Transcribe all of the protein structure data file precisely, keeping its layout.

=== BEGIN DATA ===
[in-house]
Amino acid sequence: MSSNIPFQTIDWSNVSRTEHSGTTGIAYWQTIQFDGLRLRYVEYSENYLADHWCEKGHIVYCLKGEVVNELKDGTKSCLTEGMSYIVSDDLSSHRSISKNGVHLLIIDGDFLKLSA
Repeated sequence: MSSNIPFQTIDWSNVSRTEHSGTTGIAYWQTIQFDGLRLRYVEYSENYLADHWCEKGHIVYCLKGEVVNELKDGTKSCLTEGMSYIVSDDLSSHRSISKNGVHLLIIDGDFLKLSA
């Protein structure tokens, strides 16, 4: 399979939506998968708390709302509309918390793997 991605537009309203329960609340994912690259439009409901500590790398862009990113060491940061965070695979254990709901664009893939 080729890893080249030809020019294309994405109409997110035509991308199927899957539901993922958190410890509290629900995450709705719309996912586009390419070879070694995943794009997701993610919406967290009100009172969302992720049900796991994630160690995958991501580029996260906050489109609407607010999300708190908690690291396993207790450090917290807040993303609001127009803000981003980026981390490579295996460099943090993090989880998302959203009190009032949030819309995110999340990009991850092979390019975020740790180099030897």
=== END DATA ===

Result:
[in-house]
Amino acid sequence: MSSNIPFQTIDWSNVSRTEHSGTTGIAYWQTIQFDGLRLRYVEYSENYLADHWCEKGHIVYCLKGEVVNELKDGTKSCLTEGMSYIVSDDLSSHRSISKNGVHLLIIDGDFLKLSA
Repeated sequence: MSSNIPFQTIDWSNVSRTEHSGTTGIAYWQTIQFDGLRLRYVEYSENYLADHWCEKGHIVYCLKGEVVNELKDGTKSCLTEGMSYIVSDDLSSHRSISKNGVHLLIIDGDFLKLSA
């Protein structure tokens, strides 16, 4: 399979939506998968708390709302509309918390793997 991605537009309203329960609340994912690259439009409901500590790398862009990113060491940061965070695979254990709901664009893939 080729890893080249030809020019294309994405109409997110035509991308199927899957539901993922958190410890509290629900995450709705719309996912586009390419070879070694995943794009997701993610919406967290009100009172969302992720049900796991994630160690995958991501580029996260906050489109609407607010999300708190908690690291396993207790450090917290807040993303609001127009803000981003980026981390490579295996460099943090993090989880998302959203009190009032949030819309995110999340990009991850092979390019975020740790180099030897």